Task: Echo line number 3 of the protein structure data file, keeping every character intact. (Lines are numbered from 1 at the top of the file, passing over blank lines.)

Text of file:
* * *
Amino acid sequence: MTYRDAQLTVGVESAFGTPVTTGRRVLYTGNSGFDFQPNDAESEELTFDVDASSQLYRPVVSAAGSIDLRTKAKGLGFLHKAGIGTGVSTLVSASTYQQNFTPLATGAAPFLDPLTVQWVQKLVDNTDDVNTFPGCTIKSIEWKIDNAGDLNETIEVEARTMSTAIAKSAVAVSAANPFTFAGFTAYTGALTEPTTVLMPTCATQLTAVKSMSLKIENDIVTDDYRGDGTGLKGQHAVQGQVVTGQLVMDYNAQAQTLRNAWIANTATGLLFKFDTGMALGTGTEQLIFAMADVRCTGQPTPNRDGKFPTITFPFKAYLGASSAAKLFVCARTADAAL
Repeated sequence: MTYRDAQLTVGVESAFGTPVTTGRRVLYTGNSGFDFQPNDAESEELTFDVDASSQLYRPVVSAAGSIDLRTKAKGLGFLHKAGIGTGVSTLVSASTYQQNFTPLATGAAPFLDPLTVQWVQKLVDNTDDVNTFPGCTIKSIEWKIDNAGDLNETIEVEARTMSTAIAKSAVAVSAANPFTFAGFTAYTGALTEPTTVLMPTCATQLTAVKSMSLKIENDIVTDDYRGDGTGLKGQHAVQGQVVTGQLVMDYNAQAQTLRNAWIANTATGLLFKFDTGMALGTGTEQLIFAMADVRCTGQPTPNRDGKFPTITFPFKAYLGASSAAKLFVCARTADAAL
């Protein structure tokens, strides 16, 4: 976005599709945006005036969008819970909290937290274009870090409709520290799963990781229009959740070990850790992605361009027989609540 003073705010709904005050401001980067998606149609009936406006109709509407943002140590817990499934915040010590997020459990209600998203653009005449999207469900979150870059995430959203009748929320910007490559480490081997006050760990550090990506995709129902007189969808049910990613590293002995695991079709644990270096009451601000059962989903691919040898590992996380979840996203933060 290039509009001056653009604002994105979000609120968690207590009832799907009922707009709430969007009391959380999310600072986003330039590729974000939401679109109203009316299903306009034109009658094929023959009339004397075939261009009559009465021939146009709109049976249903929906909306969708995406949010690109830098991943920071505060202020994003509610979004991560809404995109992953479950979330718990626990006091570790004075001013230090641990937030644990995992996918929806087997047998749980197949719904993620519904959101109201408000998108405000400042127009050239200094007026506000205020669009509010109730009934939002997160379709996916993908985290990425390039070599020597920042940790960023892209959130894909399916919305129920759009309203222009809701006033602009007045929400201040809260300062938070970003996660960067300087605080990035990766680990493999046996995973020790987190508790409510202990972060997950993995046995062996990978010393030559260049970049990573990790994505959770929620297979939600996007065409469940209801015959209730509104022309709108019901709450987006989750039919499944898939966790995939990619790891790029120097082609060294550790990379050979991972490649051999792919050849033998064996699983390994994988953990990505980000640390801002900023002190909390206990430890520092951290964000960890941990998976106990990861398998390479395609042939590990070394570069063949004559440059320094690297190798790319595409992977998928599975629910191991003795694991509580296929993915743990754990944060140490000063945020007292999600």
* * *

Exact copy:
């Protein structure tokens, strides 16, 4: 976005599709945006005036969008819970909290937290274009870090409709520290799963990781229009959740070990850790992605361009027989609540 003073705010709904005050401001980067998606149609009936406006109709509407943002140590817990499934915040010590997020459990209600998203653009005449999207469900979150870059995430959203009748929320910007490559480490081997006050760990550090990506995709129902007189969808049910990613590293002995695991079709644990270096009451601000059962989903691919040898590992996380979840996203933060 290039509009001056653009604002994105979000609120968690207590009832799907009922707009709430969007009391959380999310600072986003330039590729974000939401679109109203009316299903306009034109009658094929023959009339004397075939261009009559009465021939146009709109049976249903929906909306969708995406949010690109830098991943920071505060202020994003509610979004991560809404995109992953479950979330718990626990006091570790004075001013230090641990937030644990995992996918929806087997047998749980197949719904993620519904959101109201408000998108405000400042127009050239200094007026506000205020669009509010109730009934939002997160379709996916993908985290990425390039070599020597920042940790960023892209959130894909399916919305129920759009309203222009809701006033602009007045929400201040809260300062938070970003996660960067300087605080990035990766680990493999046996995973020790987190508790409510202990972060997950993995046995062996990978010393030559260049970049990573990790994505959770929620297979939600996007065409469940209801015959209730509104022309709108019901709450987006989750039919499944898939966790995939990619790891790029120097082609060294550790990379050979991972490649051999792919050849033998064996699983390994994988953990990505980000640390801002900023002190909390206990430890520092951290964000960890941990998976106990990861398998390479395609042939590990070394570069063949004559440059320094690297190798790319595409992977998928599975629910191991003795694991509580296929993915743990754990944060140490000063945020007292999600």